William McDonough: His Design Vision

I have long been an admirer of the work of William McDonough. In February of 2005 he spoke before TED, and his talk was posted in April of this year (2007). I recommend the 20 minutes that it takes to listen to it.

TED’s introduction to McDonough runs like this: “Architect and designer William McDonough asks what our buildings and products would look like if designers took into account “All children, all species, for all time.” A tireless proponent of absolute sustainability (with a deadpan sense of humor), he explains his philosophy of “cradle to cradle” design, which bridge the needs of ecology and economics. He also shares some of his most inspiring work, including the world’s largest green roof (at the Ford plant in Dearborn, Michigan), and the entire sustainable cities he’s designing in China.”

A New Conversation: Service Design Series of Papers

Over the last year I have begun the construction of a series of short papers bearing on the question of how we invent futures and enterprises in language, and conduct and manage our business in networks of commitments. My idea is that the papers will serve as provocations, inspirations, and foundations for a literature useful to practitioners seeking to build more resilient, adaptable, responsive enterprises. The plan is to publish them as part of a Wiki. There, people with experience in thinking about the design of enterprises as something centered in language will be able to adjust, add, repair, and contribute to the development of a useful literature. This literature, I hope, will be something taht we construct together, in the style of “open source” programming.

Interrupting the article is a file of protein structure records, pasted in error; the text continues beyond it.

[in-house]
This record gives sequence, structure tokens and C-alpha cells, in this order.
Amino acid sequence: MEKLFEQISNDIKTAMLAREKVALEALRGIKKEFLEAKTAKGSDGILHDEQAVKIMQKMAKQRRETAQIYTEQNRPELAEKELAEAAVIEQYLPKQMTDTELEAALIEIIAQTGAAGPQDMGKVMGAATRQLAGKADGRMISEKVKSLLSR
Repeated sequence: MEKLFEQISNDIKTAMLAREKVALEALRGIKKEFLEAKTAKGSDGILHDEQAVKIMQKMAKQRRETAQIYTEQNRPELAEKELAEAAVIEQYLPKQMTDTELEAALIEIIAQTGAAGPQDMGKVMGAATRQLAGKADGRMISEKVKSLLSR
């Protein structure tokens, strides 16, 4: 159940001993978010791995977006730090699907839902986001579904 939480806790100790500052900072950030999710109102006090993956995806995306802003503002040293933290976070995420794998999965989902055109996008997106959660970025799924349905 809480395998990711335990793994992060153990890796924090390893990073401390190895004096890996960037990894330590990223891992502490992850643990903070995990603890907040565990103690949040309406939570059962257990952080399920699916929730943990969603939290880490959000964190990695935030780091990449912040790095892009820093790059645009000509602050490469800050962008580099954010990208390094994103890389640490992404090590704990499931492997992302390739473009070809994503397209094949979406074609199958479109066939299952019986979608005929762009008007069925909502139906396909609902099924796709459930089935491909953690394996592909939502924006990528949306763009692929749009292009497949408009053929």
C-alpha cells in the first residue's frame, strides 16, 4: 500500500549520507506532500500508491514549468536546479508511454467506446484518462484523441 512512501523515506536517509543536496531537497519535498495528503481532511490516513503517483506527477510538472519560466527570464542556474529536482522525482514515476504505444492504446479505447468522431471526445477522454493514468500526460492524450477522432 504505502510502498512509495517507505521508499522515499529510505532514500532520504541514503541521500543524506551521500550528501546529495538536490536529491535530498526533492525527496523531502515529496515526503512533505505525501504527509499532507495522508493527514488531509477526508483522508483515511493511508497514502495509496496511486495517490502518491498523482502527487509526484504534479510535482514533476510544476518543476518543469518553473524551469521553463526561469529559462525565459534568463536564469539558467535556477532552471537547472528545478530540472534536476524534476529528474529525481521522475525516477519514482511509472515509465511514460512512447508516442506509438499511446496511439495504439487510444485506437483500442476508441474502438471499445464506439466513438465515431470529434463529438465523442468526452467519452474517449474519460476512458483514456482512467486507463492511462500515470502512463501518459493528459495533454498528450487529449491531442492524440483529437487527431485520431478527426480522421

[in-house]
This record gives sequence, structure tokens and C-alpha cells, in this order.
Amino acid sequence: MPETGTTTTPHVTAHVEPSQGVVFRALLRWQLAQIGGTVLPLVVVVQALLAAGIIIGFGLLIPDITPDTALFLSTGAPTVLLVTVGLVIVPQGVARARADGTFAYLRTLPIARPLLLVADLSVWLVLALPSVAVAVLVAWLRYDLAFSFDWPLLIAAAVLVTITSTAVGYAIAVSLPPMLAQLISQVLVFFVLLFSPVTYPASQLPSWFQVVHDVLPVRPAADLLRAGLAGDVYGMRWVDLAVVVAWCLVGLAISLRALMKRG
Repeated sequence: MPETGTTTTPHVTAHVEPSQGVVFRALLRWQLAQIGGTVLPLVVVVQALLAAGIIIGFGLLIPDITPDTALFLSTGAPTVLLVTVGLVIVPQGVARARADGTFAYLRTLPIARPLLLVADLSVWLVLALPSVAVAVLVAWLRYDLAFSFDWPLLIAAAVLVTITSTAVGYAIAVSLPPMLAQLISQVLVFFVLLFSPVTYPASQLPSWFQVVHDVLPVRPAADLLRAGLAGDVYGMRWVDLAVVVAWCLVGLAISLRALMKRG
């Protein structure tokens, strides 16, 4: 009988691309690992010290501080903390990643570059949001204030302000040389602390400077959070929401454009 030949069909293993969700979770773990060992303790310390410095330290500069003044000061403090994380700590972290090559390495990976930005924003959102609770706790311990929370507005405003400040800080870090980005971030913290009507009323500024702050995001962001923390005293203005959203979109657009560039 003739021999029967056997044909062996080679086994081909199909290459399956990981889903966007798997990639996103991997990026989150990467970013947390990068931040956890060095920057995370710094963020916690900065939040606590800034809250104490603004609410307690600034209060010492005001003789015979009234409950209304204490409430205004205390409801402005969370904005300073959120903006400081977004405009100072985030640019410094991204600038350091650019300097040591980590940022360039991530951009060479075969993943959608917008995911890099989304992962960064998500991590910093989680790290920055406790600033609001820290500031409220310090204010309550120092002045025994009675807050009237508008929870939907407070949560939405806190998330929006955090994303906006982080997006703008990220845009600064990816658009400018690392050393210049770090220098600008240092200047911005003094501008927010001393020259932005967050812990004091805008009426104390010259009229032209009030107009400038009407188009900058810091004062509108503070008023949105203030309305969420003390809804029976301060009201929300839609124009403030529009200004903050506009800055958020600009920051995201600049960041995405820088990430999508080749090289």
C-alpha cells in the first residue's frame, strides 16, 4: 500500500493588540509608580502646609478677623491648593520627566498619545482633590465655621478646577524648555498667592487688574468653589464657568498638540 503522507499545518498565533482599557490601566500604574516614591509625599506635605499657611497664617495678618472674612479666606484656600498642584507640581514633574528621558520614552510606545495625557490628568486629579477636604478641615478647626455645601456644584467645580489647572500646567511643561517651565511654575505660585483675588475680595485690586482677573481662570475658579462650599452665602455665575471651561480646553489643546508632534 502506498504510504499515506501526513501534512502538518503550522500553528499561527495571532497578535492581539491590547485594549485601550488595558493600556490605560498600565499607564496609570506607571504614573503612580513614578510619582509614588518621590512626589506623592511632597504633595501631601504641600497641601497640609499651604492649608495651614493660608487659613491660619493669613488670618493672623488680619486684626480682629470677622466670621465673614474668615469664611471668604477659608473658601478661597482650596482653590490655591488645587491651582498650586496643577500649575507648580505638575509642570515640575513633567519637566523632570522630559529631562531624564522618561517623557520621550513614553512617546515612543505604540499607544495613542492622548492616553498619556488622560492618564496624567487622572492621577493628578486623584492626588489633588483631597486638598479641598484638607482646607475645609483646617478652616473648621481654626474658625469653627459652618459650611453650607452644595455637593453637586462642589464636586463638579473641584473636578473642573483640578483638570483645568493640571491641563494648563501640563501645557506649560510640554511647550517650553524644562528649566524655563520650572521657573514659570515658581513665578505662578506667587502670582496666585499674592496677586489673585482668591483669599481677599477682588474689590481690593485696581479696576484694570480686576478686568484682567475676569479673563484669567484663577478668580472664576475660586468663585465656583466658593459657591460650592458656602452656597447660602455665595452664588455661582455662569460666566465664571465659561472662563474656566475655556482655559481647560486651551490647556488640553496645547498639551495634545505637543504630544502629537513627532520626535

So here we announce and preview this series of papers, publishing a few initial chicken scratches to invite conversation and consideration of the idea. The initial set of papers I have drafted cover topics relevant to the questions, how do we bring action in enterprises, and what is language action? I have, in addition, sketched papers on topics such as listening, coming to resolution, preparing and leading meetings, speculating and innovating, and others. Without further ado,

Introduction to the Service Design Series
Chauncey Bell 20070418

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In seeking wisdom, the first step is silence; the second, listening;
the third, remembering; the fourth, practicing; the fifth teaching others.

Solomon Ibn Gabirol, Jewish Poet and Philosopher (c. 1021-1058)

In this series of short papers we begin to lay stepping-stones for a new interpretation of the way that organizations deliver services that will let us vastly improve how services are designed and delivered. We are doing this in “wiki” format, which will allow people who have studied what we are discussing, and who have experience in applying it, to add to it, and to incorporate it (with attribution) in their own work, as long as they share back what they have contributed.

Our intention is to begin to build a rich, shared literature about a new way of observing and talking about the design of services.
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